The following guidance outlines the key issues that should be considered when managing insolvency and financial distress in relation to a Project Company or contractor.

A. Monitor the financial performance of the Project Company to prepare for issues

It is important for the Procuring Authority to monitor the financial condition of the Project Company on an ongoing basis, as financial distress is not always easy to detect. Effective monitoring increases the likelihood of the Procuring Authority being alerted in sufficient time to address issues and ensure that public services are not affected. The Procuring Authority should also maintain clear communication lines with the Project Company to monitor key risks.

The Procuring Authority may require the Project Company’s financial statements to be submitted each quarter, with its audited financial statements submitted annually. These financial reporting requirements will be set out in the PPP contract. The Procuring Authority should carefully review these financial statements.

The Procuring Authority may also have the right to inspect the Project Company’s financial records by providing notice to the Project Company. If the Procuring Authority has concerns about financial performance, it should use this right to satisfy itself there are no significant issues.

Aside from financial statements, there are other early warnings of financial distress the Procuring Authority can look for.

The most obvious sign of financial difficulty is increasing delays in contractor payments, which indicate that the Project Company may have a cash flow problem. The following events are also notable:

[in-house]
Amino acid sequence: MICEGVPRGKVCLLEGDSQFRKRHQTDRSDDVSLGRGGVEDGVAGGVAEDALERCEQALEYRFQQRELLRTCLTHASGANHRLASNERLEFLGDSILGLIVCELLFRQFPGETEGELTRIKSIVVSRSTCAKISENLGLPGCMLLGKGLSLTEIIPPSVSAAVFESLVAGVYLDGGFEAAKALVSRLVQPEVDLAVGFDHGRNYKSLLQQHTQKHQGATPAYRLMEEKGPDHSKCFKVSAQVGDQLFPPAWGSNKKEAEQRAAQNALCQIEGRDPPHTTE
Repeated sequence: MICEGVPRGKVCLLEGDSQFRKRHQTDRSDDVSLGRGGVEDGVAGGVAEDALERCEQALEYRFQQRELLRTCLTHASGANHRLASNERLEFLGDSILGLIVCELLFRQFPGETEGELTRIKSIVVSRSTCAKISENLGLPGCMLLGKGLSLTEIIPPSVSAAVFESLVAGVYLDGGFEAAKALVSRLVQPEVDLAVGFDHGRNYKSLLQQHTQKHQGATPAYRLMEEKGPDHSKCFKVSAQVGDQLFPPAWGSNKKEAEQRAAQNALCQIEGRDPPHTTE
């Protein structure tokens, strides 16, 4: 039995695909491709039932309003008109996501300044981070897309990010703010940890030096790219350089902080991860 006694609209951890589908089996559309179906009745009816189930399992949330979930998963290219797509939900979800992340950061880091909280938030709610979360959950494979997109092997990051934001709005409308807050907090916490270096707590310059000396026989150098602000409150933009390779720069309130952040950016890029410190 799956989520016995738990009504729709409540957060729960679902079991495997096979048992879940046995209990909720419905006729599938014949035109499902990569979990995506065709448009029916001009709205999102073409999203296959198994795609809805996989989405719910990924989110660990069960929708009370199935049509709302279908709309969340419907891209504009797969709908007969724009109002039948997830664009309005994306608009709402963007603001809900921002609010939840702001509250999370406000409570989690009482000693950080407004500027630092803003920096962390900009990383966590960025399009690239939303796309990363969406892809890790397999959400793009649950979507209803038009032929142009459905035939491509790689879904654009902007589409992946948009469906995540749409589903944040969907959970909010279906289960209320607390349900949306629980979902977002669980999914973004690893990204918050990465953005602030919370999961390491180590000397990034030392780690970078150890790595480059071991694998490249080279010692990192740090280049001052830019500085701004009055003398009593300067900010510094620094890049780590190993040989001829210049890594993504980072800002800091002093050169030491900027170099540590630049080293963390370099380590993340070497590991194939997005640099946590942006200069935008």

• Financial distress of contractors, subcontractors and/or suppliers where replacements have to be found or different terms negotiated to avoid the failure of those parties

  • Evidence of disputes with contractors, or a lack of labour and plant on site, which may suggest that the Project Company is struggling to pay its contractors

  • Unexplained difficulty in maintaining progress of construction works

  • Attempts to delay or reduce maintenance activities

  • The lenders negotiating more stringent terms on the Project Company for technical defaults under the lending facilities

  • Spurious claims or an overly aggressive attitude to disagreements over financial matters.

Performance monitoring more broadly is detailed in Section 3.2 (Performance monitoring).

B. Monitor the financial performance of the key contractors whose failure could affect the project, and ensure the Project Company is complying with its payment obligations

C. Assess the cause of the Project Company’s financial distress, as it may affect how to best proceed

D. Even where the financial distress is caused by the Project Company, the Procuring Authority should consider the full financial and non-financial implications of allowing the Project Company to fall into insolvency

E. Where the financial distress is not caused by the Project Company’s failure, work with the Project Company

F. Seek legal advice in the case of insolvency or near insolvency of the Project Company

G. Consider the potentially conflicting interests of the Project Company’s directors

Questions & Answers

View our list of previous questions and answers or submit a question to our PPP Contract Management team.